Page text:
May 26, 2022
What role can gender equality certification and award schemes play in improving gender equality in academia and research organisations? What should be the characteristics of an EU-wide certification and award scheme? Those are exactly the types of questions that the CASPER Project seeks to answer.
CASPER (Certification-Award Systems to Promote Gender Equality in Research) is a Horizon 2020 funded project (Grant Agreement 872113) that studied the feasibility of establishing an EU certification or award scheme (CAS) targeting universities and research organisations. The project was kicked off in January 2020 and ran until end-March 2022.
CASPER relies on existing data that certification and award schemes are, together with gender equality policies, effective means of creating and driving structural change in research performing organisations (Equality Challenge Unit, 2015). Based on an extensive assessment of the available Certification and Award Schemes (CAS) and gaps in terms of gender equality policies needs across Europe, CASPER explored and evaluated the feasibility of the implementation of three scenarios (plus a no direct-action scenario) that would have the potential of being implemented as a European-wide scheme.
Defining the state of the art of European Gender Equality certification and award schemes
During the first phase of the project, the state of the art of European Gender Equality policies were mapped together with the existing CAS. The results of mapping have been assembled in the public reports: Deliverable 3.1 “Policy Framing” and Deliverable 3.3 “State of the Art Analysis: mapping the award and certification landscape in Higher Education and Research”.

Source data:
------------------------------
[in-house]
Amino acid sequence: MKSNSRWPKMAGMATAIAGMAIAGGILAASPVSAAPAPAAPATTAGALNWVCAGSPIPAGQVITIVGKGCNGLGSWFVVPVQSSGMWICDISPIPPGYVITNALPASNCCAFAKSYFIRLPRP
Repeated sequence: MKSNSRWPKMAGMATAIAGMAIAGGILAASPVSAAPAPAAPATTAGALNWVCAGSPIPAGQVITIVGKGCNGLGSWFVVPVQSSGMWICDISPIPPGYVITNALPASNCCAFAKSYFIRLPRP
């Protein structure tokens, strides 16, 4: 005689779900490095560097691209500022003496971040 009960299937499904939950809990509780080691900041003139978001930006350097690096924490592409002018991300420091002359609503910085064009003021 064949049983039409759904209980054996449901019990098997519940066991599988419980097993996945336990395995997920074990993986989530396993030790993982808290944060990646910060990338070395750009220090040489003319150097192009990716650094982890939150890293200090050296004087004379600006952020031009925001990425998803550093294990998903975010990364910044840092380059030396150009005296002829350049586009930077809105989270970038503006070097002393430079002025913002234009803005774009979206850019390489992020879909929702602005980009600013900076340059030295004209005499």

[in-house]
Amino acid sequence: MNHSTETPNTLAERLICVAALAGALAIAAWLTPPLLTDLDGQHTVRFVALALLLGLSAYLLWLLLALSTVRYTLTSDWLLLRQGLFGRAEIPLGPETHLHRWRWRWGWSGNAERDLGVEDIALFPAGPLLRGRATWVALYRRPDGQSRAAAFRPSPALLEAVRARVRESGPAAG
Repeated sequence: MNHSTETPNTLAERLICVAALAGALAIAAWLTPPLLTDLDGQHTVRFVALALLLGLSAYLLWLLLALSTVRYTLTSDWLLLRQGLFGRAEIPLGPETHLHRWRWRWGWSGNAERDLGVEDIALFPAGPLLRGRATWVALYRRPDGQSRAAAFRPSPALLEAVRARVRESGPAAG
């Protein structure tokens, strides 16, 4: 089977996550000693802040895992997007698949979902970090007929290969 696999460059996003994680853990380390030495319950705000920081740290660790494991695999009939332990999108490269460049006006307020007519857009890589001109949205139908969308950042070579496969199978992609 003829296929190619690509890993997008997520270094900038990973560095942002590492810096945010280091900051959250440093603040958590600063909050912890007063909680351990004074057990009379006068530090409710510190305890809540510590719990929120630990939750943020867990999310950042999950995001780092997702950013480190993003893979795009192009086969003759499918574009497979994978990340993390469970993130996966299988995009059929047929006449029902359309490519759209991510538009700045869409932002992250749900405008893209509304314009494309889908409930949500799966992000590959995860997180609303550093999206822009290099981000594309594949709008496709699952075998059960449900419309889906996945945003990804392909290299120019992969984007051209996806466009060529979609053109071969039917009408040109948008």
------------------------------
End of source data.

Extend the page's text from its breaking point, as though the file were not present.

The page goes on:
Deliverable 3.1 has two main objectives. First, to provide an overview of the European policy frameworks regarding quality and excellence in Research and Higher Education and if/how they embed gender equality considerations. Second, to provide a preliminary mapping of the most representative Gender Equality Certification/Award Schemes (GECAS), which inform the identification of good practices as well for the potential of an EU wide GECAS. It provides a mapping of the most representative GECAS in the 27 EU countries, Australia, Iceland, Norway, United Kingdom, Switzerland, and the United States of America. The key GECAS identified at the national and international level were the following: HRS4R, Athena SWAN, Catalyst Award, Disability Standard, GEEIS-Diversity, Juno (2007), Label Egalité professionelle + Diversité, EDGE, Minerva Informatics Equality Award, Race Equality Chart, Stonewall Global EI, Total E-Quality, EX AEQUO.
Building upon the previous report, deliverable 3.3 is the result of the combined efforts of 30 experts with the CASPER consortium that explored the good practices in GECAS. This group focused on the analysis of policies and measures adopted at the national level to integrate gender equality in Research and Higher Education. The outcome was a comprehensive analysis of the landscape in which a Europe-wide GECAS could be developed. As stated by Maria Sangiuliano, the main author of the deliverable, the results show that the European context “is a favourable environment for the development of a CAS, with an overall positive trend in the adoption of CAS for HEIs and Research in the last years. Nonetheless, it also presents an uneven landscape, where countries have different levels of implementation of gender equality policies in research and Higher Education together with different priorities on the matter”. Read more details here.
The current EU research and innovation policy scenario is undoubtedly rich and dynamic, especially since the new incentive introduced by the European Commission in September 2021. This new requirement entails that all research organisations and public bodies applying for Horizon Europe (HE) calls with deadlines in 2022 and beyond, must have a Gender Equality Plan (GEP) in place that complies with a set of criteria. Read more here.